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Between the eternal snows of the Atlas and the burning desert sand, Marrakech has been fashioned just like a work of art. Over the centuries, wonderful palaces, great mosques, impressive monuments, riads and luxuriant gardens emerged from the ground. The architects took turns in creating a city worthy of the term imperial, worthy too of receiving the special privilege of one day giving its name to the entire country.
Marrakech is a spot where world travellers like to return. A major stage on the spice route, it is still a meeting point nowadays. The town square of Jemaa el-Fna, its souks and its medina are the very soul of an effervescent town, where drumbeats, the fragrance of mint, general hubbub, shadows and colours mingle ceaselessly.
Marrakech is in itself a perfect jewel, a priceless treasure surrounded by ramparts that protect it against everything, even the passing of time.
Carts overflowing with oranges and roasted grains, women from the Anti-Atlas coming to sell their baskets, storytellers, musicians, dancers, public scribes with thcir black umbrellas, fortunetellers, potion vendors, healers and apothecaries all contribute to the unreal spectacle that in Marrakesh, is commonplace.
Then, as dusk approaches, the showmen make way for the hot food stalls. One after another, acetylene flames spring into life. And then, in the starry night, the moon comes out to play the role it was designed for: to be the most magical of the thousand and one lighting up the Jemaa el Fna Square

Marrakesh awakens.
Just as it has done every morning for more than 800 years, with the same inflected intonation, the call of the muezzin going out from the 70 metre high Koutoubia,   the spiritual beacon of Marrakesh: sunrise over Marrakesh. A multicoloured crowd invades the winding streets of the medina. Groups of men jostle towards the Ben Youssef mosque, nestling against the Medersa, the vast and superb Koranic school founded by the Mérinide Sultan  Abou-El-Hassan (1331 - 1349) and one of Marrakesh's most remarakable monuments.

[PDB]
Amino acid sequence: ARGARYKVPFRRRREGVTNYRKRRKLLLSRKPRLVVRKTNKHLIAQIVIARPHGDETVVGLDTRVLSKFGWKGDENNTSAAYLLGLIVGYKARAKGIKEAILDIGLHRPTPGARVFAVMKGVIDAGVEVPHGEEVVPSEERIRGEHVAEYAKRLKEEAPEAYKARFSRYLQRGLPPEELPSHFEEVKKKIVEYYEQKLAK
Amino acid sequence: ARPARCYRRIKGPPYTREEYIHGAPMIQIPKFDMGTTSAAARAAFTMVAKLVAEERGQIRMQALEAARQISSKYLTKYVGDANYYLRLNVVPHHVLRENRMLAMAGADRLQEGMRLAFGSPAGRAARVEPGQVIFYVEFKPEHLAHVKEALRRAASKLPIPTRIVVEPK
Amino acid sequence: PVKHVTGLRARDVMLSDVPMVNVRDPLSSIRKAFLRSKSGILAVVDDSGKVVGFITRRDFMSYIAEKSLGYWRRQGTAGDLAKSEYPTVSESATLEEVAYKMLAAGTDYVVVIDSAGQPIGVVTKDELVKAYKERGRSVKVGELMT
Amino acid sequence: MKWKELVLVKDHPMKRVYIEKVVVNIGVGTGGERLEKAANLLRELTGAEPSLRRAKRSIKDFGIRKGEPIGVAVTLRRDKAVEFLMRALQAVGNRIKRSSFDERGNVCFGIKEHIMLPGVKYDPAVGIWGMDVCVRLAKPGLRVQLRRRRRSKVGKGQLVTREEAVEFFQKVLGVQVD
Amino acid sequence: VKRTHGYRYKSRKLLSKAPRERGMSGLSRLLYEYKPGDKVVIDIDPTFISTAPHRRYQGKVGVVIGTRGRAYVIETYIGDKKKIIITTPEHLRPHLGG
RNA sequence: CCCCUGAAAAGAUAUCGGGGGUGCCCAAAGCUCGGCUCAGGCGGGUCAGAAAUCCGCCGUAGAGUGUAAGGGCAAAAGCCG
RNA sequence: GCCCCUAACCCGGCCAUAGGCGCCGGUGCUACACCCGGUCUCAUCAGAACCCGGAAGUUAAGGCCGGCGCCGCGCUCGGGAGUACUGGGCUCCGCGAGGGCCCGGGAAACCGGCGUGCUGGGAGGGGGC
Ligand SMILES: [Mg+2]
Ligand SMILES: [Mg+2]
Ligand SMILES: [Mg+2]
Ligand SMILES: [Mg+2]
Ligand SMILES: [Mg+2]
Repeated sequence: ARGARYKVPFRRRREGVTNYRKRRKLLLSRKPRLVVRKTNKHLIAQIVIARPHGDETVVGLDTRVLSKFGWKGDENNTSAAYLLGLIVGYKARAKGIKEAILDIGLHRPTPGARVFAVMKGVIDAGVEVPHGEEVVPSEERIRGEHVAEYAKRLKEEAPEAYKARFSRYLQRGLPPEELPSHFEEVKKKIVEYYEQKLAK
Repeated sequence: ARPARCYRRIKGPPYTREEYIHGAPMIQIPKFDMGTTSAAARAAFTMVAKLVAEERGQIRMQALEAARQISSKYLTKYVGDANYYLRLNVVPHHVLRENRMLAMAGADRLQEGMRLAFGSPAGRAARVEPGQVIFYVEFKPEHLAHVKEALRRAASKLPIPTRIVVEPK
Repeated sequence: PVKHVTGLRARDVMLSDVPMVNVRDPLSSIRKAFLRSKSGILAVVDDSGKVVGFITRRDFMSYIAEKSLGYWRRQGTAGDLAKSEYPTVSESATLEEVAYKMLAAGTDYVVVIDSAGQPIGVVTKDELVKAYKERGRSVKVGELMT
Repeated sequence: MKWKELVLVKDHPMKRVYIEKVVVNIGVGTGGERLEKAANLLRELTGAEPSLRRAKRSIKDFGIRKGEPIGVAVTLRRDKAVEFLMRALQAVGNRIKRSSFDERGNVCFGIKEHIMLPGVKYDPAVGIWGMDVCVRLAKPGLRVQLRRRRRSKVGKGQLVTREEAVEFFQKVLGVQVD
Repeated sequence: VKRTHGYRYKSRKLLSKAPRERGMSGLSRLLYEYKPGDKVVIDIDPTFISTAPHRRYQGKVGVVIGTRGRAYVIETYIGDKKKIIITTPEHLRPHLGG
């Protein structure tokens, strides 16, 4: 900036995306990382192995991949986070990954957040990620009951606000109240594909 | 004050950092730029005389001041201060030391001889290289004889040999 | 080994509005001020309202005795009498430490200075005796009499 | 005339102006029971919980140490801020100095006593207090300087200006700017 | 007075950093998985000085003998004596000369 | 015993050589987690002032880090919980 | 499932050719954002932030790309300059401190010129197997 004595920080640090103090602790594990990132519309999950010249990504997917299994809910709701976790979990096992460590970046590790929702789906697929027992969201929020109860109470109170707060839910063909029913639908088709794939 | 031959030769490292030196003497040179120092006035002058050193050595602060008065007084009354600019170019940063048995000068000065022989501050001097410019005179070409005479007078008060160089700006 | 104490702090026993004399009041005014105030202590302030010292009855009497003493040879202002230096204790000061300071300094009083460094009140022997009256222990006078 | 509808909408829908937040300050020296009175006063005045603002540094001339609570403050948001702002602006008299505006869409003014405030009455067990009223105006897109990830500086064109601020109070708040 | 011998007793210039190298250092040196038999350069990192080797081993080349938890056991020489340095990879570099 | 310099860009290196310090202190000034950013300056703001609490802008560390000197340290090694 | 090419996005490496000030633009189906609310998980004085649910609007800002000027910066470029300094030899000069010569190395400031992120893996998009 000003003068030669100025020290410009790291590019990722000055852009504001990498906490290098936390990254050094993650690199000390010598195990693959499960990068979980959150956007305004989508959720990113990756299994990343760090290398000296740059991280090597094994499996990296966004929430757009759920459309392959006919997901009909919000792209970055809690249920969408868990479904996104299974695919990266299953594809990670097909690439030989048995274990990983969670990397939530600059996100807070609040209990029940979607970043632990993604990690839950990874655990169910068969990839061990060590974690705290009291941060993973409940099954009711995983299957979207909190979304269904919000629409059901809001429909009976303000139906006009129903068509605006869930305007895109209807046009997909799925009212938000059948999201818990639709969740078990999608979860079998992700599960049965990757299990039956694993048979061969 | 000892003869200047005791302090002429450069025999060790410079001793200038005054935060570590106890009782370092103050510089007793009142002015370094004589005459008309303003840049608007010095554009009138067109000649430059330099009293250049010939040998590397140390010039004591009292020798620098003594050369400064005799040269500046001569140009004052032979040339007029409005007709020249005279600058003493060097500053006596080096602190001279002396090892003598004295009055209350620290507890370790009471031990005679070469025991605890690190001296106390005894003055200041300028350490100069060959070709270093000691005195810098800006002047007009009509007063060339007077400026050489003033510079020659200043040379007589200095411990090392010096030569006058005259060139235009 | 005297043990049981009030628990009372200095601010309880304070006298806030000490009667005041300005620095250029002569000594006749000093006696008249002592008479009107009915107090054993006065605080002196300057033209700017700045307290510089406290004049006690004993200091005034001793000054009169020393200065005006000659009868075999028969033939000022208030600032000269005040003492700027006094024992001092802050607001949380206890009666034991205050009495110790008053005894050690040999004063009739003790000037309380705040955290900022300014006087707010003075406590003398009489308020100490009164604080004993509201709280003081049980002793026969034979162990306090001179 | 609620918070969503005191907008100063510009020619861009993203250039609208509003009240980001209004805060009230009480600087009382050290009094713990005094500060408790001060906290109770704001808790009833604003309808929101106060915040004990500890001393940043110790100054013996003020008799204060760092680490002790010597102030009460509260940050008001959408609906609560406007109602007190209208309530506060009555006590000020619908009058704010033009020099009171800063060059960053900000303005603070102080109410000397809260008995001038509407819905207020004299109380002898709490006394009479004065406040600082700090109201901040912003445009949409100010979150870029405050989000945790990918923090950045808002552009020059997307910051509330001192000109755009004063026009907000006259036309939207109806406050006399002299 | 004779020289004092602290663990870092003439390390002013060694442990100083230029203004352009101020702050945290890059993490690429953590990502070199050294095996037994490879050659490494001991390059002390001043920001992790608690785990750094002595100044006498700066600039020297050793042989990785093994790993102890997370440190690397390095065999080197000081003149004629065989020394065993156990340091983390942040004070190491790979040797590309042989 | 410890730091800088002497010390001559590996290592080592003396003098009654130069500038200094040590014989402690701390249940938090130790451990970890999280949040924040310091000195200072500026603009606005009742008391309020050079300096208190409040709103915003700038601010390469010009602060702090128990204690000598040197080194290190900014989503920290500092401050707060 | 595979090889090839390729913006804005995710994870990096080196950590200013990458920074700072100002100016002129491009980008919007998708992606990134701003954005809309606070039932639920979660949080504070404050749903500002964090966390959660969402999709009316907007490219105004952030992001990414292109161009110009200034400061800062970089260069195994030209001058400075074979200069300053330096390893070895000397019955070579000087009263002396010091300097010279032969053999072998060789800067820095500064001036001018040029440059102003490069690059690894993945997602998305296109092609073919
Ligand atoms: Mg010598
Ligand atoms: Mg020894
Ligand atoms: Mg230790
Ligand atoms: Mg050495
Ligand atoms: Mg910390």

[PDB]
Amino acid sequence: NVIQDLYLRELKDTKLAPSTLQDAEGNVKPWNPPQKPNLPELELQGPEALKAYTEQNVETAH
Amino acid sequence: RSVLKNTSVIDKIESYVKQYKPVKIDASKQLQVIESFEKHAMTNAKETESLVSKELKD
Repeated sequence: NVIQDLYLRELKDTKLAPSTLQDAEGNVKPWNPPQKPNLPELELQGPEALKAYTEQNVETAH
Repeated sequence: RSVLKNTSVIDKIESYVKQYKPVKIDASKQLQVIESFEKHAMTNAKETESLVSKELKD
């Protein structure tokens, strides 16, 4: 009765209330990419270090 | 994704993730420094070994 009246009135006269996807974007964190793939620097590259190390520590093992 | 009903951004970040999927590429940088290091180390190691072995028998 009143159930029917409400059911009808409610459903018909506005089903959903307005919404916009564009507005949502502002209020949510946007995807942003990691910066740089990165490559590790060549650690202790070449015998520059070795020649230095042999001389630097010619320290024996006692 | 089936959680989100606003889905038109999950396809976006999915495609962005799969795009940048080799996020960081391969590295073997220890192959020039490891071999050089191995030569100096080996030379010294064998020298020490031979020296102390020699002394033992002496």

The sun bathes Marrakesh in light. 
Its rays show up the pink marble of the fountains, spread across the tiled courtyards, are reflected and then bring warmth to the turquoise, greens and whites of the mosaic, to finally be lost amidst the stucco of the Bahia Palace and the Dar Si Sa'id, now a museum housing the finest masterpieces of Moroccan art. 
The legendary sun of Marrakesh adds a note of accentuated contrast to the imperious splendour of the Saadian tombs. It illuminates the relllains of the Badii Palace where a shimlllering mirage may reveal the wonder of these former glories to the dazzled visitor; the gold, the marble  and the onyx which were traded for their weight in sugar by the most celebrated Saadian ruler, Ahmed el Mansour (1758- 1603).

The sun sets over Marrakesh. 
Then, against a sky blazing with evening fire bounded by the etrenal snows of the Atlas mountains, the perfect proportions of the Ménara pavilion may be cntemplated, mirrored in the quiet, still waters that stand before it.
In the copper souk perhaps, where the metal is worked by craftsmen following age-old traditions, their faces set in profound oncentration. Or perhaps it was in the Laghzal Souk, home of the wool merchants. Or in el Btana with its sheepskins. Or even in the hubbub of the Zarbia souk, where carpets and caftans are sold to the highest bidder...
You are in another world. Where the smell of saffron, cumin, black pepper, ginger, verbena, cloves and orange flower enchant the nostrils. Among sacks of almonds, ground nuts and chick peas piled high like mountains, with baskets of dates, casks of olives and, on the apothecaries' shelves, pots of henna, ghassoul. flasks of rose extract, jasmine, mint, khöl, pieces of amber and are in the souks of Marrakesh!

Outside the ochre-coloured ramparts, the rhythm is broken, the colours change.

The sound of the wind in the foliage, chirping birds, the heady odours of jasmine and honeysuckle and th persistent perfume of the ramous Marrakesh roses. Here, nature is a haven or peace, beauty and contemplation. No doubt it is grateful to man for having watered it since 1106 by means or an ingenious system of collecting and channelling spring water. 13000 hectares of vegetation, 18 000 palm trees, a world class golf course; this is the renowned Palmeraie (Palm Grove) or Marrakesh. Further away, behind the Royal Palace stretch the Agdal orchards, the setting for lavish festivals and celebrations. The trees weigh themselves down with exquisite fruit as the seasons advance oranges, figs, pomegranates and olives..